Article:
I always sigh when I mention Japan. *sigh*
  • You can prepare the salad one day ahead. Store the prepared quinoa and dressing in separate containers. Store the cooked sweet potato and podded edamame together. Prepare the coriander and assemble the salad close to serving time.
  • Undressed salad, reserved for the fritters, can be stored in the fridge for up to 3 days.

Quinoa sweet potato cakes[Recipe 2] Sweet potato, quinoa and salmon cakes

Ingredients (serves 4, makes 12–14 cakes):
3 eggs, lightly beaten
3 tablespoons sweet chilli sauce
½ cup (75g) plain (all-purpose) flour (gluten-free or regular)

½ teaspoon salt
4 cups reserved undressed Sweet potato, quinoa and edamame salad
1 large salmon fillet (about 350g/12 oz), skinned and finely chopped
3 tablespoons finely chopped chives or spring onions (green part only)
4 tablespoons olive oil, for frying
Chilli mayo, to serve

Lightly whisk eggs and chilli sauce. Gradually add flour and salt and whisk to combine.
With a potato masher, roughly ‘crush’ the reserved undressed Sweet potato, quinoa and edamame salad. Break up the sweet potato chunks, as these help to bind the cakes.
Add the egg mixture, chopped salmon and chives (or spring onions), and mix thoroughly. Cover and refrigerate until required.
Heat 1 tablespoon olive oil in a large non-stick frying pan. Place four oiled egg rings into the pan and fill each with about ½ cup fritter mixture. Flatten lightly with a spatula. Fry about 3 minutes, carefully remove the egg ring, and turn cakes over to cook the other side. Cakes should be golden and firm to touch.
You can also make free-form cakes without egg rings, by using ½ cup mixture for each fat little cake (approx. 8cm/3″ x 1.5cm/½” high). Don’t make them too thin or they won’t hold together.
Repeat with remaining mixture. Cakes can be served at room temperature or kept warm in a low oven until you’re ready to serve.
Serve quinoa cakes with a simple green salad and chilli mayo.

A star is corn

[Recipe 1] ROAST CORN, QUINOA and PEA SALAD transforms into 
[Recipe 2] CORN, PEA and QUINOA FRITTERS
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This Roast corn, quinoa and pea salad is an absolute ripper; zingy and zesty and perfect for Spring. I’ve based the recipe on one our friends Eileesh and Michael made for us last Summer. They barbecued their corn, but the weather isn’t quite warm enough for me to lift the BBQ lid yet (or clean the damn thing!), so I’ve roasted my corn in the oven instead. Eileesh and Michael’s salad featured roasted red pepper, which was fantastic; but I’ve swapped it for fresh peas as they looked so pretty at the market AND I reckon corn and peas are the perfect marriage.
You can serve the salad as is, or alongside chargrilled lamb, chicken or fresh tuna. It’s easy to modify for children and even babies – see tips below the recipe.
Reserve a portion of the salad (undressed) and you can make a batch of fabulous Corn, pea and quinoa fritters for dinner the following night. My boys adore these, and so do we! Ciao for now.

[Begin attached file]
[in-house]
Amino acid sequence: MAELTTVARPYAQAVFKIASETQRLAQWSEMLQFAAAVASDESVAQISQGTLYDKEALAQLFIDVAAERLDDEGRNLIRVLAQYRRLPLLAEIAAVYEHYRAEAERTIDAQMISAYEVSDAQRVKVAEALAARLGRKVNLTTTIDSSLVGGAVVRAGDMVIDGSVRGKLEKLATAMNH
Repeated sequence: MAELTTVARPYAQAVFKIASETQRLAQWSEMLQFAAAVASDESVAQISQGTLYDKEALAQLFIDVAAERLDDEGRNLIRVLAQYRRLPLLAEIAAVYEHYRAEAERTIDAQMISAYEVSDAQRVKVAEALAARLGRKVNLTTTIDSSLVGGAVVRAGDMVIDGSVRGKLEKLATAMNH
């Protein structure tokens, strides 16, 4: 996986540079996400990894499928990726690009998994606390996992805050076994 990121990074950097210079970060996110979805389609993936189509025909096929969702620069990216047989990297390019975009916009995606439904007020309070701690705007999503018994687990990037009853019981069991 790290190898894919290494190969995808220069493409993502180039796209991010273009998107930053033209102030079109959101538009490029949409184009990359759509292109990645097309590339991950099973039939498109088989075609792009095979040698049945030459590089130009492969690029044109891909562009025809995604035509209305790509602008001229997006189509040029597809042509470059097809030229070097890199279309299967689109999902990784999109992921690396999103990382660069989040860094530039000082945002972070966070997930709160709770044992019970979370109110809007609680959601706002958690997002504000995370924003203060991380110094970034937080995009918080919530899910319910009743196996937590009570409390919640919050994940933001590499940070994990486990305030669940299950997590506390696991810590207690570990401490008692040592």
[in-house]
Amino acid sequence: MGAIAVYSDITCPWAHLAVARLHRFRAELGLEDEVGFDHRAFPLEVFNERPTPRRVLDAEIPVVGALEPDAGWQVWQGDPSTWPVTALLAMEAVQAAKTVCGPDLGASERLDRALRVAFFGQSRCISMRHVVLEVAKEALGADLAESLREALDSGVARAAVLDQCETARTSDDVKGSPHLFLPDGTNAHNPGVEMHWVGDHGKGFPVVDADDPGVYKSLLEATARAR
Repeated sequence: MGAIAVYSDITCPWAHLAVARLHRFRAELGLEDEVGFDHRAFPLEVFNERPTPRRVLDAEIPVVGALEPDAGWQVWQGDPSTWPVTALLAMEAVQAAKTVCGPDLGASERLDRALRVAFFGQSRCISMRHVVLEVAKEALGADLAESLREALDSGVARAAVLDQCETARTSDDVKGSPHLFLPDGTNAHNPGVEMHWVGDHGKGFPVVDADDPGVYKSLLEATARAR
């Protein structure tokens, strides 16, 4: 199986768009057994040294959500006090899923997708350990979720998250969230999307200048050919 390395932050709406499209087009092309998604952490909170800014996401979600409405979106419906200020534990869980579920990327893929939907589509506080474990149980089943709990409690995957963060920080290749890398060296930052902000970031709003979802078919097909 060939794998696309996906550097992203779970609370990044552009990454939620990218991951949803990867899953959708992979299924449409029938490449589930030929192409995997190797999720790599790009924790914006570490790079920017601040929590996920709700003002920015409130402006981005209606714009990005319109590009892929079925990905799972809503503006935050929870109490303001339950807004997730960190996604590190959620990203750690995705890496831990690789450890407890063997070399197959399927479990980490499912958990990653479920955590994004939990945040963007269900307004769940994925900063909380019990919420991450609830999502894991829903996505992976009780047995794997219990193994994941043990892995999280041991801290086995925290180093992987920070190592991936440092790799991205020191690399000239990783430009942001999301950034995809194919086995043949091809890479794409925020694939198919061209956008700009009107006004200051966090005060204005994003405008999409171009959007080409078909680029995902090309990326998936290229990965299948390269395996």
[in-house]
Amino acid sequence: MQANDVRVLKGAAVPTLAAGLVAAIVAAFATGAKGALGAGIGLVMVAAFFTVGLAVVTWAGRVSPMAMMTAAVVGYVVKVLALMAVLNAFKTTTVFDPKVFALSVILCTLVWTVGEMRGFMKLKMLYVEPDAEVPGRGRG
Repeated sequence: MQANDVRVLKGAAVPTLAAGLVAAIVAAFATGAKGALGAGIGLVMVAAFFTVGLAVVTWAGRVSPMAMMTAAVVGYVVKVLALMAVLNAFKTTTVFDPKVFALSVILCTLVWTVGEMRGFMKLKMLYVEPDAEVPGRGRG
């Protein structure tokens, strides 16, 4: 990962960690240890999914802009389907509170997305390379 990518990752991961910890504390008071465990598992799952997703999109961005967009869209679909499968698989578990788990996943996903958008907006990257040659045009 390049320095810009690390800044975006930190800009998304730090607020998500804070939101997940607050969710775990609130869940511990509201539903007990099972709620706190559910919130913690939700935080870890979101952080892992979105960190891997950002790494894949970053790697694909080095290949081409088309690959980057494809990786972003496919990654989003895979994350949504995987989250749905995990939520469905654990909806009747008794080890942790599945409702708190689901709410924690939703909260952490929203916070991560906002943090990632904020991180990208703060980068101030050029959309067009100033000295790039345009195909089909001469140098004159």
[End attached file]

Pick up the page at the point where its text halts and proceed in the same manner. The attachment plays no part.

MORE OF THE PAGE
Roast corn, quinoa and pea salad[Recipe 1] Roast corn, quinoa and pea salad

Ingredients (serves 4–6 for 2 meals; ie. salad for 6, fritters for 4):
500g (1 lb) white quinoa, rinsed and drained

6 corn cobs, silk and husks removed
2 tablespoons olive oil
400g (14 oz) fresh podded peas (start with 1 kilo/2¼ lb unpodded)
3 cups coriander (cilantro), chopped
3 cups flat-leaf parsley, chopped
(Note: you’ll be reserving ⅓ of the above undressed salad ingredients for Recipe 2 below)

Lime chilli dressing:
½ cup lime juice (from 3–4 limes)
3 teaspoons lime zest, chopped

2½ tablespoons extra virgin olive oil
2 tablespoons honey, warmed slightly

½ teaspoon dried red chilli flakes
½ teaspoon salt

Preheat oven to 200°C (390ºF).
Place corn cobs onto a baking tray lined with baking paper, drizzle with olive oil and roast for 20 minutes. Remove from oven, allow to cool slightly, and cut the kernels from the cob with a sharp knife. Transfer to a large bowl.
Meanwhile, blanch the peas in boiling water for 3–4 minutes, drain and add to the corn.
Combine quinoa and 3 cups of water in a saucepan. Bring to the boil, cover and simmer for 5 minutes. Remove from heat and stand, covered, for ten minutes or until water has been absorbed. Spread quinoa out on a tray and set aside for ten minutes to dry. Add to the corn kernels and peas, along with the coriander and parsley.
♦ Reserve ⅓ of the undressed Roast corn, quinoa and pea salad (about 6 cups) for the Corn, pea and quinoa fritters (recipe 2).
To make the lime chilli dressing, place dressing ingredients in a screw-top jar and shake well until combined. Drizzle dressing over the remaining salad and toss gently.
Salad serves 6 (or 8 as a side).

  • Quinoa is a gluten-free South American seed, available from health food stores and from the health section of large supermarkets. It’s very high in protein and has a lovely nutty flavour.
  • You can use 400g (14 oz) frozen peas instead of fresh podded peas. Blanch in boiling water for 1–2 minutes.
  • You can prepare the salad one day ahead. Store the prepared quinoa and dressing in separate containers. Store the cooked corn and peas together. Herbs should be prepared and added close to serving time.
  • Leftover salad is fab for lunch!
  • Undressed salad, reserved for the fritters, can be stored in the fridge for up to 3 days.
  • Baby tip: Before adding the dressing and herbs, you can puree a portion of corn, peas and quinoa, for babies over 8 months old. 
  • Fussy kid tip: To modify the salad for kids, stir a small can of drained tuna, and 1 tablespoon of egg mayonnaise through 1 or 2 cups of dressed or undressed (as preferred) salad. You can even add a chopped boiled egg. Voila! Healthy, kid-friendly tuna salad. 

Corn, pea and quinoa fritters[Recipe 2] Corn, pea and quinoa fritters

Ingredients (serves 4, makes 16–18 fritters):
1 cup (150g) plain (all-purpose) flour (gluten-free or regular)

1½ teaspoons salt
3 eggs, separated
½ cup (125ml) milk
♦ 6 cups reserved undressed Roast corn, quinoa and pea salad